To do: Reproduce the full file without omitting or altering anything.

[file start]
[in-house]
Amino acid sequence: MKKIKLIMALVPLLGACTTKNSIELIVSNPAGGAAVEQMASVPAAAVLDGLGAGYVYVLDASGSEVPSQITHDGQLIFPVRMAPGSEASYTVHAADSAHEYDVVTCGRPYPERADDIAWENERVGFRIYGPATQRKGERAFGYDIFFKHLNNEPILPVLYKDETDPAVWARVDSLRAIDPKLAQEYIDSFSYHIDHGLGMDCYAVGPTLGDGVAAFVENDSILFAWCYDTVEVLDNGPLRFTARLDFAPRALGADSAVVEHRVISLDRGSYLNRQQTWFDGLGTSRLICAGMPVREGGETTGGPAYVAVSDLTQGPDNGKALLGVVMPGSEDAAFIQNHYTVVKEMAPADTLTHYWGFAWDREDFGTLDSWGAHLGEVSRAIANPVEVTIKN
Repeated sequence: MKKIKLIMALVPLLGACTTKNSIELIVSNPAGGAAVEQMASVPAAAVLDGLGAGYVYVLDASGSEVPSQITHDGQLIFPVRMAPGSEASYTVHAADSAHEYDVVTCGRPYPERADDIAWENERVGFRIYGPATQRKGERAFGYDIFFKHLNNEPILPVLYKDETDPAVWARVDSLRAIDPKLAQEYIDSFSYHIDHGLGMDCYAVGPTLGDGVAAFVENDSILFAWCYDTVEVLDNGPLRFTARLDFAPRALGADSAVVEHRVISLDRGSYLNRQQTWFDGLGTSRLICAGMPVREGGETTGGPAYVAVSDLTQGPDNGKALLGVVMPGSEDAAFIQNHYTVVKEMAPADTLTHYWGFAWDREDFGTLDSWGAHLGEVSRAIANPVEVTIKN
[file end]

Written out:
[in-house]
Amino acid sequence: MKKIKLIMALVPLLGACTTKNSIELIVSNPAGGAAVEQMASVPAAAVLDGLGAGYVYVLDASGSEVPSQITHDGQLIFPVRMAPGSEASYTVHAADSAHEYDVVTCGRPYPERADDIAWENERVGFRIYGPATQRKGERAFGYDIFFKHLNNEPILPVLYKDETDPAVWARVDSLRAIDPKLAQEYIDSFSYHIDHGLGMDCYAVGPTLGDGVAAFVENDSILFAWCYDTVEVLDNGPLRFTARLDFAPRALGADSAVVEHRVISLDRGSYLNRQQTWFDGLGTSRLICAGMPVREGGETTGGPAYVAVSDLTQGPDNGKALLGVVMPGSEDAAFIQNHYTVVKEMAPADTLTHYWGFAWDREDFGTLDSWGAHLGEVSRAIANPVEVTIKN
Repeated sequence: MKKIKLIMALVPLLGACTTKNSIELIVSNPAGGAAVEQMASVPAAAVLDGLGAGYVYVLDASGSEVPSQITHDGQLIFPVRMAPGSEASYTVHAADSAHEYDVVTCGRPYPERADDIAWENERVGFRIYGPATQRKGERAFGYDIFFKHLNNEPILPVLYKDETDPAVWARVDSLRAIDPKLAQEYIDSFSYHIDHGLGMDCYAVGPTLGDGVAAFVENDSILFAWCYDTVEVLDNGPLRFTARLDFAPRALGADSAVVEHRVISLDRGSYLNRQQTWFDGLGTSRLICAGMPVREGGETTGGPAYVAVSDLTQGPDNGKALLGVVMPGSEDAAFIQNHYTVVKEMAPADTLTHYWGFAWDREDFGTLDSWGAHLGEVSRAIANPVEVTIKN